One of the most successful Hungarian swimmers ever, László Cseh finished his career in seventh place in the 200m medley at the Tokyo Olympics. Even winner Wang Shun bowed his head to the legend after the race. It was the fifth Olympics of the six-time Olympic medalist. Cseh says he is finishing his career with peace in his heart, will concentrate on his civil life and won’t turn up by the pool for a while.
It was known well before the Olympics that this would be the last competitive appearance for the 35-year-old, who was hit hard by the postponement of the Olympics.
Although he felt no pressure to win at his last Olympics, he still didn’t come to Tokyo for sightseeing, making his way to the final in 200m medley, postponing a holiday with his wife, arranging his garage, and renovating his home, as he jokingly noted after his qualification from the semifinal.
László Cseh is arguably one of the best swimmers (or the very best, according to Swimswam
) who has never won an Olympic gold. Unfortunately for him, the peak of his career coincided with that of the sport’s greatest performer, American Michael Phelps. In Beijing 2008, for example, Cseh swam to three European records in three finals, and placed second in all three behind Phelps, who broke the world record in all three events. The American dominated again in the next two games. In Rio 2016, although Cseh tied with him in the 100m butterfly, Singaporean Joseph Schooling was faster than both of them, again depriving Cseh from the top medal. Still, he is definitely one of the most successful Hungarian swimmers of all time, a double World Champion (among many silvers and bronzes), and a 33-time European champion too.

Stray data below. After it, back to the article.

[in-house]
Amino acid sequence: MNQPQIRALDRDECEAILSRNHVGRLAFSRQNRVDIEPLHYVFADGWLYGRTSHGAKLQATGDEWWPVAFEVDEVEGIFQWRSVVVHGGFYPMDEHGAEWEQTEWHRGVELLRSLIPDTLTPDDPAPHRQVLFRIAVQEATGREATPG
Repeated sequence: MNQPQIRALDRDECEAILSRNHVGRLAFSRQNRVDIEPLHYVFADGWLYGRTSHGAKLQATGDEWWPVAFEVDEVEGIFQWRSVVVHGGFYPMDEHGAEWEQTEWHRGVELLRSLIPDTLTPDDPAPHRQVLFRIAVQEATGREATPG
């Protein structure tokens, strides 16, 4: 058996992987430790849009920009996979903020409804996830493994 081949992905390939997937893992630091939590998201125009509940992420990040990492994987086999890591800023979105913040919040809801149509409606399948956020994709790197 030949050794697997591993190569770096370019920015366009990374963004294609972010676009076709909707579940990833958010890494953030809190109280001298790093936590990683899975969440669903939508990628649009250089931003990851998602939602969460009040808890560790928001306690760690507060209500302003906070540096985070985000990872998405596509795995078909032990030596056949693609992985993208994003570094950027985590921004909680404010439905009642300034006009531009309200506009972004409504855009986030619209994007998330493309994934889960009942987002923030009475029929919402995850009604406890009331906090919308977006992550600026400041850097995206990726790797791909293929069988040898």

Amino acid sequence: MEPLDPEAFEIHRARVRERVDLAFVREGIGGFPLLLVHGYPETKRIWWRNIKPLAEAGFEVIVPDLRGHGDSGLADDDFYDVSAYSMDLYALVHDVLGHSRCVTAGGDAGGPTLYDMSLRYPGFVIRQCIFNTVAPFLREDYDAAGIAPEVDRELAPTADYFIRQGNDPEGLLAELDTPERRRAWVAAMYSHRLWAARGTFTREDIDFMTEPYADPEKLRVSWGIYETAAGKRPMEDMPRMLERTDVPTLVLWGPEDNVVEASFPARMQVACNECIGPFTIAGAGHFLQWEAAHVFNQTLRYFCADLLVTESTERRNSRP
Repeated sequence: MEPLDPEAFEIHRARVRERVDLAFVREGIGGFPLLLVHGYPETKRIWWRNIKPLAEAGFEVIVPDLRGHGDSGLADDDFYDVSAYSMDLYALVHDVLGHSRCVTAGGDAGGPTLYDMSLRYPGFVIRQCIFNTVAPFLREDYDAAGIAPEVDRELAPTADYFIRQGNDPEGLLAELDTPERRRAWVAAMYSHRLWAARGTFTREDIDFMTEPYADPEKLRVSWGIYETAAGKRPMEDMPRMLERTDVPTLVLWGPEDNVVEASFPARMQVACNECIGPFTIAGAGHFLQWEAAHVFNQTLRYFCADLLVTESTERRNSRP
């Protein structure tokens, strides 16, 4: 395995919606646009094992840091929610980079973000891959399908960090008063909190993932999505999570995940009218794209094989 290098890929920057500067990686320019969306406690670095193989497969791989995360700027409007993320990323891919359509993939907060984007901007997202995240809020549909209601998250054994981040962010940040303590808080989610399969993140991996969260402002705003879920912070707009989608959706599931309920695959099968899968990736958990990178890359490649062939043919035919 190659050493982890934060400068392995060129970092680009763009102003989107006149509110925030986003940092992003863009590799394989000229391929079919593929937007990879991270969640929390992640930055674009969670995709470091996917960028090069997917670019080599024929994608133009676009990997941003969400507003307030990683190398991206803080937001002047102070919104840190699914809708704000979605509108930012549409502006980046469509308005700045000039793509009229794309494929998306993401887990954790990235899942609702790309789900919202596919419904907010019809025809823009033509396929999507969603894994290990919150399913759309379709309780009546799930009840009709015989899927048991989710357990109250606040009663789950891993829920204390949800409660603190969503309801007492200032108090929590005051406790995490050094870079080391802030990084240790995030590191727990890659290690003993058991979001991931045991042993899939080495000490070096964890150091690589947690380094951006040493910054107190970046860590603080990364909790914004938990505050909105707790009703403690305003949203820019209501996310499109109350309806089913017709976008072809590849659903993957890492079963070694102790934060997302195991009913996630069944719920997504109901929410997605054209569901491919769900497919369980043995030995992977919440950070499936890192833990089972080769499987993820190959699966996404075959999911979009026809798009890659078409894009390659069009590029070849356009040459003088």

“After I woke up, it hit me that this was going to be my last swim, I got to be a bit emotional too, but that doesn’t mean bad feelings at all!”, he said about his morning preceding the final.
Eventually, he came in seventh, 2.68 seconds after the aforementioned Chinese swimmer became the Olympic champion. Trying to congratulate the winner, instead it was Cseh who was celebrated after the race. Despite being satisfied to be in the final, he was still critical with his time and breaststroke there, although he said he could accept this and concentrate more on the positive side, since he feels his personality has developed a lot in the meantime.
In response to a question about what he would take home from Tokyo, Cseh said
the fact that I can stop swimming in peace is very important. Before my race started, I realized that I should be grateful to be here, because it gave me closure.”
“Had I watched this at home on TV, I’m sure I would have been angry with myself, ‘I can do this much too, why am I not there?!’ That would have been in my head for the rest of my life, but this way I can close it off,” he said.
In an attempt to sum up his career, Cseh said:
I wish all such a beautiful end and so many Olympics! I still don’t really feel what I have achieved over the years.”
“I’m only very slowly beginning to realize that it’s not just the bad swims, like fifth places that happened, but also lots of good results, but I tend to sweep those under the rug and only focus on the ones that aren’t good enough. I don’t make myself feel how many wonderful results I have achieved. This is because I was taught that if you are good, that is natural, if you are bad, it is your fault. I have been dealing with this a lot in the past.”
While he would do his cool-down exercises regularly, otherwise he would feel sick for days afterward, he wouldn’t have his regular post-race protein shake “as there is no reason to anymore.”
Cseh also revealed he won’t turn up by the pool for a while and will live the pensioner’s life, including a holiday, distance from swimming, finally enjoying not waking up to his alarm at five o’clock, arranging things at home, then “we will see.”
Featured photo by Tamás Kovács/MTI